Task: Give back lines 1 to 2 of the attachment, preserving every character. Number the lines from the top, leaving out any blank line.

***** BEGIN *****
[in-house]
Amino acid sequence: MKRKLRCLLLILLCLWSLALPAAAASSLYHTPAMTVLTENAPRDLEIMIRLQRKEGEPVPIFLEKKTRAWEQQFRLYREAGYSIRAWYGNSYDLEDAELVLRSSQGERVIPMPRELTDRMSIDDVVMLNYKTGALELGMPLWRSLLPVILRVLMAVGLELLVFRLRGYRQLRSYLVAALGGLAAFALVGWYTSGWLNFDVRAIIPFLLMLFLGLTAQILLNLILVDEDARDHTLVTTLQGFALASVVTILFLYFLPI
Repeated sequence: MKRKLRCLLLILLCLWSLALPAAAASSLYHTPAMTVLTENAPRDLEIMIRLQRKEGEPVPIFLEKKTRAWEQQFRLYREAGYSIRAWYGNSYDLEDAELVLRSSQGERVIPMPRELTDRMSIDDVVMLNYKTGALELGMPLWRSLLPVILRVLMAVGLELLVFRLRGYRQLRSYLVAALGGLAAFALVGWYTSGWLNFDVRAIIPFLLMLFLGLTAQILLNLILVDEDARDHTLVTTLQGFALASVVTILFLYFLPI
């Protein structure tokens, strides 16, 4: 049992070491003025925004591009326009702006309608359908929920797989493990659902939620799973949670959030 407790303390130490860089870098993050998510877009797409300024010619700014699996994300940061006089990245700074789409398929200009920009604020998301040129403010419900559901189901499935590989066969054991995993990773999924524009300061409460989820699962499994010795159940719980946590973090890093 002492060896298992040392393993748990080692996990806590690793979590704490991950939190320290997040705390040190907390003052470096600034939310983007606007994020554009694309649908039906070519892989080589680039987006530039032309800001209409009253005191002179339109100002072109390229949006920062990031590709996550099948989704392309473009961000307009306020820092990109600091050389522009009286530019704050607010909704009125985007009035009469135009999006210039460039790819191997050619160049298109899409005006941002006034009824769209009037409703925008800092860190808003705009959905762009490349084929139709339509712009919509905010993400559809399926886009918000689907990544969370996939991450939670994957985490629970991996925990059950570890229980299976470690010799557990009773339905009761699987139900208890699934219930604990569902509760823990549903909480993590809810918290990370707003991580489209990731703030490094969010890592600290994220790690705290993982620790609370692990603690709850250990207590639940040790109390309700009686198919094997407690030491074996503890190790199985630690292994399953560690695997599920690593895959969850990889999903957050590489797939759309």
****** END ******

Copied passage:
[in-house]
Amino acid sequence: MKRKLRCLLLILLCLWSLALPAAAASSLYHTPAMTVLTENAPRDLEIMIRLQRKEGEPVPIFLEKKTRAWEQQFRLYREAGYSIRAWYGNSYDLEDAELVLRSSQGERVIPMPRELTDRMSIDDVVMLNYKTGALELGMPLWRSLLPVILRVLMAVGLELLVFRLRGYRQLRSYLVAALGGLAAFALVGWYTSGWLNFDVRAIIPFLLMLFLGLTAQILLNLILVDEDARDHTLVTTLQGFALASVVTILFLYFLPI